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JMortensen

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JMortensen last won the day on August 8

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About JMortensen

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  1. Prepping for track days next year. Should have something for you in about 6 months...
  2. I think the easiest way to reduce front lift is to duct the radiator to the front of the car, so that all the air that goes in the nose has to go through the rad and can't go under or over the rad support. Even better would be to take the air out of the rad and send it back outside of the car, either to the sides or out the hood. I also think that a wing shape under the crossmember could potentially work, but the front end of the Z packs so much air into the engine compartment that you'd have a hard time accelerating the air with your foil, as it would exhaust into the high pressure area under the hood. In other words, it probably won't work much or at all without first dealing with the huge amount of air that's packing into the front of the car. None of the cars tested in the windtunnel had a radiator duct, unfortunately. They did close up the hole in the nose to varying degrees, which is better than nothing, but I think they left a lot on the table in that respect.
  3. I believe I have an extra set if you need them. Dunno what they're going for, but I'll offer them for $50 and cover shipping. PM if you're interested.
  4. Stock bushings need to be pressed in. If they're loose, that's not going to work. Probably the wrong bushing. Poly should be tight in the control arm. The idea of poly is that when you tighten the bolt down, the sleeve that goes through the middle of the bushing gets pinched in the crossmember and stays stationary, and the poly slides on the sleeve. IME the Z bushings are way too wide, so that when you bolt it all together there might be 1/8" or 3/16" of bushing sticking out past the sleeve. If you tighten the bolt down enough to pinch the sleeve in the crossmember, the way it should be, the bushings are so compressed that it makes it damn near impossible to move the control arm. What would really help here is taking the bushings to a belt sander and removing some of the extra bushing material.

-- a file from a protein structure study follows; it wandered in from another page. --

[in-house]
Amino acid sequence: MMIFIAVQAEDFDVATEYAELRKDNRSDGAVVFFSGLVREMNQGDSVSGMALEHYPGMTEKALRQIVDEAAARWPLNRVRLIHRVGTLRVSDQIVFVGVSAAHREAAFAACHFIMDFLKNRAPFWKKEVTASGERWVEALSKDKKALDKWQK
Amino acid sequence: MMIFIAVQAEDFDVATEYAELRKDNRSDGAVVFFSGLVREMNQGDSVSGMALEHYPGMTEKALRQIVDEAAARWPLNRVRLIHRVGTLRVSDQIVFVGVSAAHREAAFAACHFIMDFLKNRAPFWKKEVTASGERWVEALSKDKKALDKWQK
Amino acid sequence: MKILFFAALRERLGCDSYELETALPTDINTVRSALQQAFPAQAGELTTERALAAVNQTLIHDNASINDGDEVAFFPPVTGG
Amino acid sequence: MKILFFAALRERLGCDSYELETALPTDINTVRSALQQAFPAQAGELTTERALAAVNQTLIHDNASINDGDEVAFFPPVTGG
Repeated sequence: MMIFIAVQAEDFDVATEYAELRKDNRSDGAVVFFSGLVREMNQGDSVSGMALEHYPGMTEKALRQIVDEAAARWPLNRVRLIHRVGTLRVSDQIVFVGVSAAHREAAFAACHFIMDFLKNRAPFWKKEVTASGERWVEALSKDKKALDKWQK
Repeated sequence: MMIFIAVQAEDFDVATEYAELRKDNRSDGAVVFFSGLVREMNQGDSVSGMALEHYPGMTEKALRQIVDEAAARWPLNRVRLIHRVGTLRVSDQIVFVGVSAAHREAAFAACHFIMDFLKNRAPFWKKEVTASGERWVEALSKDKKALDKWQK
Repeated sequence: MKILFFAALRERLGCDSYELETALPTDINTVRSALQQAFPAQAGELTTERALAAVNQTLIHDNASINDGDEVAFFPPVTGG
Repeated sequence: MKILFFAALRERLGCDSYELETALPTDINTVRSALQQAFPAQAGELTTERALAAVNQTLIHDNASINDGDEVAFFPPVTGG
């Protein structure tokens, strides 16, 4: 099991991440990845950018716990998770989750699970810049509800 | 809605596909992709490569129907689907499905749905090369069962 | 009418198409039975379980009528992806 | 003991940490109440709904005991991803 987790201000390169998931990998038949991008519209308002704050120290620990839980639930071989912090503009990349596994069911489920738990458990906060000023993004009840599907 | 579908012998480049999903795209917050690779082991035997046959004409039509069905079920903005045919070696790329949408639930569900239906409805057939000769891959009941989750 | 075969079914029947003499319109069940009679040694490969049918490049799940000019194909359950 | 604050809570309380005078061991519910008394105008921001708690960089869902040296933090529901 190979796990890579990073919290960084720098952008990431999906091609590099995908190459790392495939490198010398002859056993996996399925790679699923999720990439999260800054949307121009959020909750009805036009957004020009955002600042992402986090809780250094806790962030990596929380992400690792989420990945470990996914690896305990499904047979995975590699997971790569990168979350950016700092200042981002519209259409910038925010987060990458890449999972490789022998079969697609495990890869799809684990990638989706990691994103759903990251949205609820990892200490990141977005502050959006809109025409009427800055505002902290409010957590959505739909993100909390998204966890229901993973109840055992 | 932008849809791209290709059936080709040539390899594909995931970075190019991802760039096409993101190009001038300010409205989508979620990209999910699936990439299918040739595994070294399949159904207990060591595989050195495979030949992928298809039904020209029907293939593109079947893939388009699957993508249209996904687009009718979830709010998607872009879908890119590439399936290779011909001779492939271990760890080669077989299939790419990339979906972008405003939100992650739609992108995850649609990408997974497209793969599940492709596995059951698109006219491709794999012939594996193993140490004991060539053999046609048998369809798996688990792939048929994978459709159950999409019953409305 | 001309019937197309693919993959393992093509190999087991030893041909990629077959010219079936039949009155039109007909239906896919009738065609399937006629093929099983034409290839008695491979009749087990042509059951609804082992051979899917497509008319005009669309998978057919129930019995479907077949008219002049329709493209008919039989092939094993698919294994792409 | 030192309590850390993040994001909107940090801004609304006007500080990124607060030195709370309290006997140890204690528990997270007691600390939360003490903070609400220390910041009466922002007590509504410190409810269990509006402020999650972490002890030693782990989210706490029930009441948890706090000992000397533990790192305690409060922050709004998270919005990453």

5. Increasing track width increases grip on that end of the car, so widening the front end should help with understeer. I suspect your problem with the hump is bumpsteer. I had a similar issue with a hump right on the exit of a corner. My Z would do an emergency lane change kind of maneuver as a result of the bumpsteer (running really low with 3/4" bumpsteer spacer, but no other bumpsteer mods at that time). I fixed the bumpsteer by slotting the front crossmember and moving the lower control arm pivots up about 7/16". One issue that might arise with an offset spacer is ball joint wear. You're increasing the leverage on the ball joint. Not sure if it's a big problem or a minor one, but theoretically should be different than stock.
  6. Not usually necessary, but a dirt cheap and easy way to do it is to take a piece of 3/8" hard fuel line, pinch the ends in a vise, drill holes and attach to existing holes in the chassis and fender. I had to do a brace on zredbaron's car because he barely had clearance between tire and fender and then bent the fender just a hair. When he turned the wheel the fender hit the tire. Took about 10 minutes, worked great.